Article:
Crawford assumed Plan B decision-making power

Share this article:
New disclosures show that former FDA commissioner Lester Crawford took the unprecedented step of assuming all decision-making authority on the OTC Plan B emergency contraceptive, the issue that continues to block Senate consideration of his nominated successor, acting commissioner Andrew von Eschenbach.

Federal court depositions taken in April by the Center for Reproductive Rights from FDA deputy commissioner for operations Janet Woodcock and CDER director Steven Galson revealed the authority was transferred to Crawford in Jan. 2005. 

The Center for Reproductive Rights is suing the FDA, seeking an order requiring it to make Plan B available without a prescription for women of all ages.

Seven months before that authority withdrawal, Galson claimed his earlier decision not to approve Plan B's NDA for OTC sale was not “directed” by contacts he'd had from the Commissioner's Office.

When Galson's authority was removed, the FDA was already eight months into its new, post-NDA rejection review of how to regulate a product that would be OTC for females 16 years and up and Rx-only for anyone younger than 16. The submission still has not received a final FDA decision.
Share this article:
You must be a registered member of MMM to post a comment.

Next Article in Features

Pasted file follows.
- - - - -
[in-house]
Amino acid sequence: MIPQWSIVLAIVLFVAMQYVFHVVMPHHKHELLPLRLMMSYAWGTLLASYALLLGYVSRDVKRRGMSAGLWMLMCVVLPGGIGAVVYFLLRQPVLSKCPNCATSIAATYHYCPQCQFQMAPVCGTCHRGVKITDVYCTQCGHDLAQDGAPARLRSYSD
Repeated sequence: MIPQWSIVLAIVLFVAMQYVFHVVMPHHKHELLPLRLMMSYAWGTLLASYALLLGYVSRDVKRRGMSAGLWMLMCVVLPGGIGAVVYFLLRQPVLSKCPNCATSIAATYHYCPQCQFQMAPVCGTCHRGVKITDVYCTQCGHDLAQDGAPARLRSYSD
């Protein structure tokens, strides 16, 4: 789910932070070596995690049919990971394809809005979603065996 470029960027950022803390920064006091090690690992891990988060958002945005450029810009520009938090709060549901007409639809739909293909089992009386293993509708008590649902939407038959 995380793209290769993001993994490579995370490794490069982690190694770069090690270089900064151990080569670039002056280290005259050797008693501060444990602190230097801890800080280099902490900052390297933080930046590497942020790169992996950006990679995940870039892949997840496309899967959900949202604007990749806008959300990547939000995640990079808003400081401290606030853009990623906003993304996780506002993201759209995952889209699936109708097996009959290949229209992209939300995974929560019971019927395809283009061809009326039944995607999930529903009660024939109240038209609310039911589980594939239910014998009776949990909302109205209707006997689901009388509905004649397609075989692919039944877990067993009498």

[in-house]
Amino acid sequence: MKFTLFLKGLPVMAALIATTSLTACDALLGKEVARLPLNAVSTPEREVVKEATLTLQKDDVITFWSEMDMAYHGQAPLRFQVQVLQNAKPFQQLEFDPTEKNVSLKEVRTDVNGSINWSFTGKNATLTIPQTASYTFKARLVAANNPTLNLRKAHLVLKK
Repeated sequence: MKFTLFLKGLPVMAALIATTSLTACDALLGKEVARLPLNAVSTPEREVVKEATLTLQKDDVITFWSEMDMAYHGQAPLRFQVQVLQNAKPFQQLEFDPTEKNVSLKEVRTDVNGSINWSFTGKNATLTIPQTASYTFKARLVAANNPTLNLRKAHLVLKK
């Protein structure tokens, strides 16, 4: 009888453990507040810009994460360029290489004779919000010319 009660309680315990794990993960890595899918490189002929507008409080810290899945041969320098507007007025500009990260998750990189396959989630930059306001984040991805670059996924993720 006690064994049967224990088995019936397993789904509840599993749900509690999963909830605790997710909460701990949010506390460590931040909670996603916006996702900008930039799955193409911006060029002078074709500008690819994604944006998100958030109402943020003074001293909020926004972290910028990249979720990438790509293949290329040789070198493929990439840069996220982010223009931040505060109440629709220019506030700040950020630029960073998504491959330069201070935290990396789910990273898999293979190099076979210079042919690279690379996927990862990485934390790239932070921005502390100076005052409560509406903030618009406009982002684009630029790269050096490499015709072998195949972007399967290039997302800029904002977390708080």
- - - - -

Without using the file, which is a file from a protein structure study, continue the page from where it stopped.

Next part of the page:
Email Newsletters


Patient access to pharmaceuticals is a tale of two worlds—affordability has improved for the majority, while the minority is hampered by cost, distribution and red tape. To provide marketers with a well-rounded perspective, MM&M presents this e-book chock full of key insights. Click here to access it.

More in Features

Read the complete September 2014 Digital Edition

Read the complete September 2014 Digital Edition

Click the above link to access the complete Digital Edition of the August 2014 issue of MM&M, with all text, charts and pictures.

Medical marketing needs mainstream Mad Men

Medical marketing needs mainstream Mad Men

Agencies must generate emotional resonance with the target audience, not unlike Apple, Pepsi or Nike

Are discounts cutting out co-pays?

GSK's decision to cut Advair's price spurred some PBMs to put it back on formulary. Will drugmaker discounts diminish the need for loyalty programs? How can these programs stay relevant beyond giving co-pay assistance?